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Geirthrudur Finnbogadottir HJORVAR
Courtesy of Geirthrudur Finnbogadottir

The artists you probably haven’t heard of

Learn these names now – the fresh talents and young spaces popping up on the art scene this summer

Ah summer. For those immersed in art that means group shows, blockbuster one person museum exhibitions and the sleepy aftermath of Art Basel and the Venice Biennale. Summer is also the time to discover fresh names, young spaces and a general sense of enthusiastic newness. Here are ten artists you probably haven't heard of.... Yet.


Iranian-born, Chicago-based artist Lotfi works between sculpture and intensely textured paintings (which are on show this month in a temporary show Indexical Realness at Club Monaco’s store in South Hampton, NY). Her pieces, whether made from papier mache and paint, all explore ideas around abstraction often in earthy, scratched monochromes. A world without narrative never looked more interesting.


Seibel works with wood and paint – drawing on his training under Peter Doig in Düsseldorf and background as a professional guitar maker. The results are quietly brilliant paintings that explore the more serious end of conversations around abstraction. He is currently showing in a group show at a new space with very good taste called Westminster Waste until June 25th.


Young London gallery Union Pacific got quite a scoop getting this artist and their current solo show in their project space in Whitechapel is close to unmissable. It balances Gasser’s incredible collage-like approach to painting, weird little hooded figures and a menstrual-red sculptures. The result is a take on the dystopian that is hypnotically good. The show is on until July 4th.


British artist Spurr’s floor sculptures have popped up in group shows at Cell Project Space and James Fuentes, but this is well deserved solo show in Hackney. It continues her fascination with the placement of objects placed on floors and against walls – in this show’s case found materials from domestic interiors reworked into ruminations on the history of sculpture. The artwork will be showing at ANDOR until June 27th. 


With one of the most delightfully difficult names in art, Polish artist based in Berlin Pyszczek is brilliant with wall reliefs – with works hovering between pop sculpture and abstract painting. He is currently in a group show RIO at Office Baroque in Brussels and will be showing alongside Donna Huanca at Peres Projects from June 27.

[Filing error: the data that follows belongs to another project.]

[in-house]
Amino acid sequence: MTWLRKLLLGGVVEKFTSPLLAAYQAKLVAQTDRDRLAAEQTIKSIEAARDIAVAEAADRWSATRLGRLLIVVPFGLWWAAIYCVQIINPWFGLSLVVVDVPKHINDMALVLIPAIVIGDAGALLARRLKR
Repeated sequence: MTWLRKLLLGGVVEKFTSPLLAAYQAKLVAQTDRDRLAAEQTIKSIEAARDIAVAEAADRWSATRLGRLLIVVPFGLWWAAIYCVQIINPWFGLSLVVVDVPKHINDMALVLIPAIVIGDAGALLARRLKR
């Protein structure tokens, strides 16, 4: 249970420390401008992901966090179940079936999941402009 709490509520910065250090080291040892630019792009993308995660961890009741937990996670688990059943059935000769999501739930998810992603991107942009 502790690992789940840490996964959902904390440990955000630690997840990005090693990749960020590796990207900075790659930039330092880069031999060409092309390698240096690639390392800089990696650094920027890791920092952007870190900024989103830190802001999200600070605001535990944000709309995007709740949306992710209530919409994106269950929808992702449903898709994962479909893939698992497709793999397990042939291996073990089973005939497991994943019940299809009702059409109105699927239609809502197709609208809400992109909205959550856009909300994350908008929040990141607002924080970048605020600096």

Lorena Lohr (who has shown with Cob gallery and published photo zine Ocean Views) is a young artist with a great skill for capturing the grimy edges of public space and modern life. She takes us to the badly taped walls, stained tables and motel windows with an expert leftfield eye. One to seriously watch.


Royal Academy graduate Stones has a great breadth of approach from video, animation, installation and a penchant for office supplies and house flies. His last show in London was inspired by amateur fan fiction and the writing of 1960s writer-artist Joe Brainard, who gave up art in his 30s. Stones’ film of a moving, wriggling, human-like bloody discarded plaster is hypnotic.


It’s not just young artists that slip through the cultural radar. One of the great discoveries in the very figurative ‘June: A Painting Show’ at Sadie Coles in London. One the Chicago Imagists who blew up in the 1960s, her cartoon muted-psychedelic interiors and bodies are decidedly fresh and can be seen reflected in current hot painters like Nicholas Party. A lovely shock from the old, showing until August 15.


Cosmos Carl is quickly becoming one of the best online art exhibition projects these days – with temporary links put up for shows from the likes of Rob Chavasse that come then disappear. The latest is an educational-style animation film on antiquity, architecture and form by Icelandic artist Hjorvar, who makes work with a fat dose of information.


Lloyd-Evans makes brilliant grid­-like paintings made with packing cardboard and painted scrawled panels in black, white, grey and sepia. Figurative elements (such as drawings or wrenches and saws) wander in to these at first abstract works which are often exhibited with semi-industrial sculptures. Good stuff.